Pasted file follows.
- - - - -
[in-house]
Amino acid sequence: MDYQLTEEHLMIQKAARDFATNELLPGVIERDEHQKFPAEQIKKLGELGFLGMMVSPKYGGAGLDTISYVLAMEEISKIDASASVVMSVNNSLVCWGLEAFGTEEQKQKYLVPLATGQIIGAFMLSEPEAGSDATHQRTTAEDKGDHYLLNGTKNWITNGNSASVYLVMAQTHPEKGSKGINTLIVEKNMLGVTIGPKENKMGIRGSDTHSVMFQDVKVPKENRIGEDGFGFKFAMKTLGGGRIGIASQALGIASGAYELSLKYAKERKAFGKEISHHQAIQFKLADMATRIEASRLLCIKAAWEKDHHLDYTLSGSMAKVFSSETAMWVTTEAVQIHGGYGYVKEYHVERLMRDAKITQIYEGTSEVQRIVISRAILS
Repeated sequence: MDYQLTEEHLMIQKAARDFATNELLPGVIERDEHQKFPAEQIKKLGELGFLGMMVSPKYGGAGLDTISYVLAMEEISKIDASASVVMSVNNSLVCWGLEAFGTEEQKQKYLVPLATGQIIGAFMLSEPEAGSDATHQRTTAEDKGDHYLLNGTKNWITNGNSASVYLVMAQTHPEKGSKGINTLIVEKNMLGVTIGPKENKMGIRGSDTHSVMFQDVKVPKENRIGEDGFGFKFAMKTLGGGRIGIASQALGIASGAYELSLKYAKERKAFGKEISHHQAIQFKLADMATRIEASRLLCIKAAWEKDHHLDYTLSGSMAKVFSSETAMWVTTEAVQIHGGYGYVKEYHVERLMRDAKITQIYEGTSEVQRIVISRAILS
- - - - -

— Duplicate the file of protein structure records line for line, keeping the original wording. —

[in-house]
Amino acid sequence: MDYQLTEEHLMIQKAARDFATNELLPGVIERDEHQKFPAEQIKKLGELGFLGMMVSPKYGGAGLDTISYVLAMEEISKIDASASVVMSVNNSLVCWGLEAFGTEEQKQKYLVPLATGQIIGAFMLSEPEAGSDATHQRTTAEDKGDHYLLNGTKNWITNGNSASVYLVMAQTHPEKGSKGINTLIVEKNMLGVTIGPKENKMGIRGSDTHSVMFQDVKVPKENRIGEDGFGFKFAMKTLGGGRIGIASQALGIASGAYELSLKYAKERKAFGKEISHHQAIQFKLADMATRIEASRLLCIKAAWEKDHHLDYTLSGSMAKVFSSETAMWVTTEAVQIHGGYGYVKEYHVERLMRDAKITQIYEGTSEVQRIVISRAILS
Repeated sequence: MDYQLTEEHLMIQKAARDFATNELLPGVIERDEHQKFPAEQIKKLGELGFLGMMVSPKYGGAGLDTISYVLAMEEISKIDASASVVMSVNNSLVCWGLEAFGTEEQKQKYLVPLATGQIIGAFMLSEPEAGSDATHQRTTAEDKGDHYLLNGTKNWITNGNSASVYLVMAQTHPEKGSKGINTLIVEKNMLGVTIGPKENKMGIRGSDTHSVMFQDVKVPKENRIGEDGFGFKFAMKTLGGGRIGIASQALGIASGAYELSLKYAKERKAFGKEISHHQAIQFKLADMATRIEASRLLCIKAAWEKDHHLDYTLSGSMAKVFSSETAMWVTTEAVQIHGGYGYVKEYHVERLMRDAKITQIYEGTSEVQRIVISRAILS